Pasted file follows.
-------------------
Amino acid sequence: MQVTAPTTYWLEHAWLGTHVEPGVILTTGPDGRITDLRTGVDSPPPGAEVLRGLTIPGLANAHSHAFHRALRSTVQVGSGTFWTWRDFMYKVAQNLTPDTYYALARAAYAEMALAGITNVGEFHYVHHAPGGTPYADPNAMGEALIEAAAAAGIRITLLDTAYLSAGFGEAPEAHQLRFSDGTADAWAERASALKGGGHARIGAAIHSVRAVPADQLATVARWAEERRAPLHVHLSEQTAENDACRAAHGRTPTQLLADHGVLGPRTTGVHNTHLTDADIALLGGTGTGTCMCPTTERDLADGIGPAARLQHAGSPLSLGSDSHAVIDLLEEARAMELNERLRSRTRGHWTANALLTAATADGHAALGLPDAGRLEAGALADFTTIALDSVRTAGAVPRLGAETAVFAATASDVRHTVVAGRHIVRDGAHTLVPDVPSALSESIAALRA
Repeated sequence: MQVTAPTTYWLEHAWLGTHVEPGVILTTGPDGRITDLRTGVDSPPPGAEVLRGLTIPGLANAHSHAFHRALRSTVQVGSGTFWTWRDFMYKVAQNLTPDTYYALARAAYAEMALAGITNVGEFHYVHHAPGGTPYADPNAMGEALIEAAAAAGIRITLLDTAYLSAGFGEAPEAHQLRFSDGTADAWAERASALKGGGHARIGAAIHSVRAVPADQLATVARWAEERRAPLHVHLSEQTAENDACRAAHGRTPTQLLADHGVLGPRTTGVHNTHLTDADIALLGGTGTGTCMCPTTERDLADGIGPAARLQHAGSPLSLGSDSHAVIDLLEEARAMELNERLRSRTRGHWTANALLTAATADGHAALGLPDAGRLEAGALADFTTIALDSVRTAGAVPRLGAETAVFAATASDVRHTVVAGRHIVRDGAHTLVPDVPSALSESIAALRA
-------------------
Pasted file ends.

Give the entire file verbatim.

Amino acid sequence: MQVTAPTTYWLEHAWLGTHVEPGVILTTGPDGRITDLRTGVDSPPPGAEVLRGLTIPGLANAHSHAFHRALRSTVQVGSGTFWTWRDFMYKVAQNLTPDTYYALARAAYAEMALAGITNVGEFHYVHHAPGGTPYADPNAMGEALIEAAAAAGIRITLLDTAYLSAGFGEAPEAHQLRFSDGTADAWAERASALKGGGHARIGAAIHSVRAVPADQLATVARWAEERRAPLHVHLSEQTAENDACRAAHGRTPTQLLADHGVLGPRTTGVHNTHLTDADIALLGGTGTGTCMCPTTERDLADGIGPAARLQHAGSPLSLGSDSHAVIDLLEEARAMELNERLRSRTRGHWTANALLTAATADGHAALGLPDAGRLEAGALADFTTIALDSVRTAGAVPRLGAETAVFAATASDVRHTVVAGRHIVRDGAHTLVPDVPSALSESIAALRA
Repeated sequence: MQVTAPTTYWLEHAWLGTHVEPGVILTTGPDGRITDLRTGVDSPPPGAEVLRGLTIPGLANAHSHAFHRALRSTVQVGSGTFWTWRDFMYKVAQNLTPDTYYALARAAYAEMALAGITNVGEFHYVHHAPGGTPYADPNAMGEALIEAAAAAGIRITLLDTAYLSAGFGEAPEAHQLRFSDGTADAWAERASALKGGGHARIGAAIHSVRAVPADQLATVARWAEERRAPLHVHLSEQTAENDACRAAHGRTPTQLLADHGVLGPRTTGVHNTHLTDADIALLGGTGTGTCMCPTTERDLADGIGPAARLQHAGSPLSLGSDSHAVIDLLEEARAMELNERLRSRTRGHWTANALLTAATADGHAALGLPDAGRLEAGALADFTTIALDSVRTAGAVPRLGAETAVFAATASDVRHTVVAGRHIVRDGAHTLVPDVPSALSESIAALRA